(2007) dir. Ben Affleck
Adapted from a novel by Dennis Lehane, Gone Baby Gone is an earnest directorial effort by Ben Affleck, who one occasionally forgets actually holds an Oscar for screenwriting (with Matt Damon). Like Mystic River (2003) before it, also adapted from Lehane’s work, Gone Baby Gone is a crime thriller set in the working class neighborhoods of the greater Boston area. Affleck, who hails from Boston himself, is drawn very much to the material as representative of his hometown, and his portrayal of the city and its citizens has the genuine feel of someone who is trying quite hard to capture that character.
Casey Affleck, who was so good in The Assassination of Jesse James by the Coward Robert Ford (2007), really had a break-out year in 2007. He is good here, too, in his element as a Boston native, being directed by his brother. When I first caught eye of him in 200 Cigarettes (1999), he really came across as Ben Affleck’s less handsome, less charming brother. And with a career that has been heavily linked to his brother, whose star power and celebrity eclipse any major qualities he has as an actor, he seemed a bit much of a hanger-on up until now. Even getting this starring role seemed like nepotism probably. But he’s proven himself in these two films to really be quite good, probably a better actor than Ben will ever be.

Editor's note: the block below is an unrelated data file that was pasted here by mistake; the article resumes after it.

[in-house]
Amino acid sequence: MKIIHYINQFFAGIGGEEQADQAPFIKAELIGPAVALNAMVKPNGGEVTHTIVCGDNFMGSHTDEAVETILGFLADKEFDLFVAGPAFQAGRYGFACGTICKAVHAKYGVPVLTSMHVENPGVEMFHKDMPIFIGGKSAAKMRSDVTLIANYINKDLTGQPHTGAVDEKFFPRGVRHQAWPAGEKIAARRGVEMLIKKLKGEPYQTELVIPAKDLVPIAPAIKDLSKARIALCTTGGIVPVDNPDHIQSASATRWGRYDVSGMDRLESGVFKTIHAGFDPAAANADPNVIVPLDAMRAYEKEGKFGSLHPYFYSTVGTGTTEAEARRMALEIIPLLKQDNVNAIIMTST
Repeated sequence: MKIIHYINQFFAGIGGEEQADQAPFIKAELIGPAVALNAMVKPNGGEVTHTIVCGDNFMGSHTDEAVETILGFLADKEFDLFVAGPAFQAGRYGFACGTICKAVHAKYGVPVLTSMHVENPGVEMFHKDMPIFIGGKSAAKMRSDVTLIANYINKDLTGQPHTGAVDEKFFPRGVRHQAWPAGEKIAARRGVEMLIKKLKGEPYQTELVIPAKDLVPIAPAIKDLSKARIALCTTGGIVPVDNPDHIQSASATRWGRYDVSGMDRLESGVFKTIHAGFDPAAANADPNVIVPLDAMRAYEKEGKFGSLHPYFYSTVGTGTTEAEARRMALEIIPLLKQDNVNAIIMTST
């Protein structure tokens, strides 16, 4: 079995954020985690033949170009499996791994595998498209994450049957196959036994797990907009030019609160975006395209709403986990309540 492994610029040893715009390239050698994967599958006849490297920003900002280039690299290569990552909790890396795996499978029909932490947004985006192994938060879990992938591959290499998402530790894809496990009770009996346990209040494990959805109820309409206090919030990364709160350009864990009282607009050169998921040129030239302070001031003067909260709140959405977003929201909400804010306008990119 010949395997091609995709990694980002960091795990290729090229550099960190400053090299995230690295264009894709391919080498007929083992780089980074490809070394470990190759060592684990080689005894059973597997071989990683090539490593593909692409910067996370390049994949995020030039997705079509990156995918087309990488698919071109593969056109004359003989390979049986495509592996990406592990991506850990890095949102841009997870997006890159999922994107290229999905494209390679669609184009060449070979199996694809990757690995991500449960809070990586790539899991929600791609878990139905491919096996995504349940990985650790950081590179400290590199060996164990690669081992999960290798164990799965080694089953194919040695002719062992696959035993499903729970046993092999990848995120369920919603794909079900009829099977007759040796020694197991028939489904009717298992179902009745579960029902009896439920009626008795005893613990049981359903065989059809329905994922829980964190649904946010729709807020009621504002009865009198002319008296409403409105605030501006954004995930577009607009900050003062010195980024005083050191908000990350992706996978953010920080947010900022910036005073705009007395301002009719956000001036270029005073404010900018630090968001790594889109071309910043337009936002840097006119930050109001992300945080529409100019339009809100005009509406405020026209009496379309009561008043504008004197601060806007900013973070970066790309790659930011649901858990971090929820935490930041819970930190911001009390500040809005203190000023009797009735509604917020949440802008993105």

And for Ben, I have to say, this was not a bad directorial start. Affleck gets good performances from his cast. I liked how he spent a lot of time with the camera on the neighborhood streets and the people there. He seemed to like to capture faces that are different from ones you see in movies like this. He spent a fair amount of time looking at the seriously obese.
The film is quite good, especially most of the way through it. But the ending, the twists of the narrative, go on a bit much and start getting less and less believable. I mean, that is sort of the character of the detective story, to solve the mystery and surprise the reader/audience.
I haven’t been to Boston, so who am I to say how well he’s captured it, but I’ll give him credit. It’s not a bad film. I think Mystic River had a better story to work with, but I like how Affleck handled the translation to film better. Maybe one of these days I will read Lehane’s books. Maybe one of these days I’ll make it to Boston.